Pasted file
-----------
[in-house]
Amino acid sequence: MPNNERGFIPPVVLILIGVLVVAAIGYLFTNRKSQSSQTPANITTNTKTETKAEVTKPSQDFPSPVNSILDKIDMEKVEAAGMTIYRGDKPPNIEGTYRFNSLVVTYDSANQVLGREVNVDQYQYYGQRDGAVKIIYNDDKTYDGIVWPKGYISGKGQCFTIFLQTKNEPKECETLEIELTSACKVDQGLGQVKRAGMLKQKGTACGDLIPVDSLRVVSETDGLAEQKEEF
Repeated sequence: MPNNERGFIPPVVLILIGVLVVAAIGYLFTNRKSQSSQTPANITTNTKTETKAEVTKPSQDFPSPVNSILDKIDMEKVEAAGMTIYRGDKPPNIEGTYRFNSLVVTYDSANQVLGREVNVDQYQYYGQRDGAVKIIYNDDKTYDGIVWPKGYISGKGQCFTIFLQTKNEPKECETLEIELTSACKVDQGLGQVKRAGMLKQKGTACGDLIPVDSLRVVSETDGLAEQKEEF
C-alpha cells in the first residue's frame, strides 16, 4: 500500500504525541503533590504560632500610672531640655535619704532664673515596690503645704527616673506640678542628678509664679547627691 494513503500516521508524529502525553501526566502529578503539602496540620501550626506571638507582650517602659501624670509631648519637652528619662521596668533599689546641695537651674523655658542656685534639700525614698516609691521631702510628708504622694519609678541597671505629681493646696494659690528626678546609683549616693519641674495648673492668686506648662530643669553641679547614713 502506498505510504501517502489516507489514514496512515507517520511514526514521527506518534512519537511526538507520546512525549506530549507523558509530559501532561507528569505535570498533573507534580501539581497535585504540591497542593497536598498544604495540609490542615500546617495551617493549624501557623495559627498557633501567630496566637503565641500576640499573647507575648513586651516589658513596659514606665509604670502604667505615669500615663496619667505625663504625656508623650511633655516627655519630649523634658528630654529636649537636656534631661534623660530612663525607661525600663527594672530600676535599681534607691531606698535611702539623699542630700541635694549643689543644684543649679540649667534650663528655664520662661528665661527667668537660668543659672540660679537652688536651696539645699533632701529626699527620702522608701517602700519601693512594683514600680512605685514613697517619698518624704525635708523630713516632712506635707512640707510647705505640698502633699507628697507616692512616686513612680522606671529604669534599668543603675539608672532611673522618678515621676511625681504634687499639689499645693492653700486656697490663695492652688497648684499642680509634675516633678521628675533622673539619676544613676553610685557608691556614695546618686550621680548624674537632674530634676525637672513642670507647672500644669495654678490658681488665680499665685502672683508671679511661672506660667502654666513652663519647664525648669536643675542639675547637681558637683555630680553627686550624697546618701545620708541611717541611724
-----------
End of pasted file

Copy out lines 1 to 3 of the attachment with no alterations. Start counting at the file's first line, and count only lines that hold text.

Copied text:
[in-house]
Amino acid sequence: MPNNERGFIPPVVLILIGVLVVAAIGYLFTNRKSQSSQTPANITTNTKTETKAEVTKPSQDFPSPVNSILDKIDMEKVEAAGMTIYRGDKPPNIEGTYRFNSLVVTYDSANQVLGREVNVDQYQYYGQRDGAVKIIYNDDKTYDGIVWPKGYISGKGQCFTIFLQTKNEPKECETLEIELTSACKVDQGLGQVKRAGMLKQKGTACGDLIPVDSLRVVSETDGLAEQKEEF
Repeated sequence: MPNNERGFIPPVVLILIGVLVVAAIGYLFTNRKSQSSQTPANITTNTKTETKAEVTKPSQDFPSPVNSILDKIDMEKVEAAGMTIYRGDKPPNIEGTYRFNSLVVTYDSANQVLGREVNVDQYQYYGQRDGAVKIIYNDDKTYDGIVWPKGYISGKGQCFTIFLQTKNEPKECETLEIELTSACKVDQGLGQVKRAGMLKQKGTACGDLIPVDSLRVVSETDGLAEQKEEF